What Flenniken understands and cheerfully puts aside is that teenage girls are positively feral and that teenage girls are both threatened and themselves threatened. J. M. Barrie tells us in Peter Pan that children are “gay and innocent and heartless” and that little madman got it right – that is the terrible power of children, the monstrous innocence that makes them capable of anything, a state of being that we laboriously call “pure” describe. You throw loads of hormones into a child’s body and suddenly you have this terrible hybrid creature: a change with the self-centeredness and lack of impulse control of a child, but the body and urges of a breeding adult. It’s a dangerous time in a young woman’s life, but like most dangers, it also has a messy, super-hot, fun side. Speaking openly of this funny side is difficult for adults to say the least. We remember, if at all, a feverish dream, a sticky, damp jungle of lust and stench. Adults need to blind themselves to the sexual power of eighth graders for reasons that I sincerely hope are obvious. But the kids can see each other head-on and practice their sexuality with the grace and care of a toddler wearing an AK-47. Flenniken dares to write and draw out of this swamp without moralizing the morality of the adult world or being editorially reserved. “Moralizing” and “holding back” may not have been for everyone when she created these strips, but there is still a boldness in her work that I imagine as electrifying then as it is now.
Bonnie and Pepsi are obsessed with sex, but they’re not here for the male gaze. Her wish is open and straightforward and more than a little insane, and it’s portrayed with a haunting honesty that feels less like a political statement than more like Flenniken going without a filter, with no safety net and with no intention of telling about the Front report anything but the truth. Trot and Bonnie ran into the late eighties, but it was born out of a seventies worldview, a decadent carnival where thirteen you wouldn’t get twenty. The hangover from that era was vicious and the social course correction needed, but the importance of hearing from girls of the era rather than men who liked to play girls of the era cannot be overstated. Bonnie doesn’t masturbate in the bathroom because she wants you to watch. She does it because her body is hers and she is fucking horny.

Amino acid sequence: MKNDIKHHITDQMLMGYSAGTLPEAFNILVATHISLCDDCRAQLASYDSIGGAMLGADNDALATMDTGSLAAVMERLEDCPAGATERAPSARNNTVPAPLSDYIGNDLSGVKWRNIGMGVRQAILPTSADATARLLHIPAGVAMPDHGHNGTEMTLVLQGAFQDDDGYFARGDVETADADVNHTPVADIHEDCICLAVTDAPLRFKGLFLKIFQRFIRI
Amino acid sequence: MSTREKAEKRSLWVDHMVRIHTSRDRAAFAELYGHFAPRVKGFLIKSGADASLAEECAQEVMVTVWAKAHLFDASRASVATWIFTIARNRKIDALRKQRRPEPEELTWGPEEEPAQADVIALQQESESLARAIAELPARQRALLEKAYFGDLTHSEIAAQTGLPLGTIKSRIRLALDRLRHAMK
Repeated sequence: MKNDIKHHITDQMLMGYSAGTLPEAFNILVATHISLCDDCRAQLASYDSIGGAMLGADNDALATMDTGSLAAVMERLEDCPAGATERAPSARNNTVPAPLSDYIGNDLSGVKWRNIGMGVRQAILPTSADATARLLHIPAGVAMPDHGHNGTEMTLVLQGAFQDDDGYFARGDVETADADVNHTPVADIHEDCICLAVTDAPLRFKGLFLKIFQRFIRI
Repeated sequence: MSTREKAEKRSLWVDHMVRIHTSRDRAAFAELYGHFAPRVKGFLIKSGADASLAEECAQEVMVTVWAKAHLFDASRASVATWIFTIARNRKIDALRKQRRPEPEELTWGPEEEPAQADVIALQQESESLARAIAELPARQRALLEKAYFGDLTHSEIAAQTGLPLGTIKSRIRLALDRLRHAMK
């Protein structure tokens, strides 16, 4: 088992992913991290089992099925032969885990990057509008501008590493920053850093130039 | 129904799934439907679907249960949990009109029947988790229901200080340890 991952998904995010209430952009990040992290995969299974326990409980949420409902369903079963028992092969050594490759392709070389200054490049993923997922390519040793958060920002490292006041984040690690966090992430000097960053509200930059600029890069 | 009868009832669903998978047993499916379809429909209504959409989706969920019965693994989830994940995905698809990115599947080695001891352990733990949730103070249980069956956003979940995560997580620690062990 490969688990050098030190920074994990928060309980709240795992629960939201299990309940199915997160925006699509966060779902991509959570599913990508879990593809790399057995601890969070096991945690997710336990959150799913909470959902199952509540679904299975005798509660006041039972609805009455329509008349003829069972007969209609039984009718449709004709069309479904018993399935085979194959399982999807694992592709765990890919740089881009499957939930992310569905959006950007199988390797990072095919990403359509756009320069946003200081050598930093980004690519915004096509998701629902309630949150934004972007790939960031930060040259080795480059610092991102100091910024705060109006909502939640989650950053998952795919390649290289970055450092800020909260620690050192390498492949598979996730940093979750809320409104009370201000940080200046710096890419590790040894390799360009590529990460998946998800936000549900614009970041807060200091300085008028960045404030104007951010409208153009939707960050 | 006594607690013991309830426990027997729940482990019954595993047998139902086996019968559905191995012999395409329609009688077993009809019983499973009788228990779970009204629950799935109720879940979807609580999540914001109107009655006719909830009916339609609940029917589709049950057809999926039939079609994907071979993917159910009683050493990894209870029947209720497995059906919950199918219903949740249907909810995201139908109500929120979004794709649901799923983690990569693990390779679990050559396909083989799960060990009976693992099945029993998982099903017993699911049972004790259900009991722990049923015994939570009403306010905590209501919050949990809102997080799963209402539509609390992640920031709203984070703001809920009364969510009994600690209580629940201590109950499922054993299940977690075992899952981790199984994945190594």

As a kid, I was confused and intrigued by these strips. As a twenty year old, I was once again amazed by her sassy, anarchic bragging rights and cake-eyed charm. At forty-two, I’m so far from lawless, deeply screwed-up Eden that Trot and Bonnie inhabited that it may as well document life among the Stone Age clans. Part of me wants to call protection services – have I become a scolding or just a mother? Barrie tells us that those who are no longer gay and innocent and heartless can no longer fly. Being earthbound is the price we may pay for our experience in this world, and there may be a risk to identify with the wingcutters of this world to understand danger and value security. But when I look at these strips I feel an echo of this old and wild joy, a distant memory of the time when I lived in these countries. Would I go back there if I could? Probably not, but we are so fortunate to have a mapper of our most treacherous and rewarding landscapes in Shary Flenniken. Would we all have balls like this?
Emily Flake is a cartoonist and illustrator. Your work was published in The New Yorker, the New York Times, timeand many other publications. Your weekly comic, Lulu Eightball, has appeared in numerous alternative weekly newspapers since 2002. She lives in Brooklyn.
Excerpt from Trot and Bonnieby Shary Flenniken, published this week by New York Review Comics. Text Copyright © 2021 by Emily Flake. All images are copyright © 2021 by Shary Flenniken.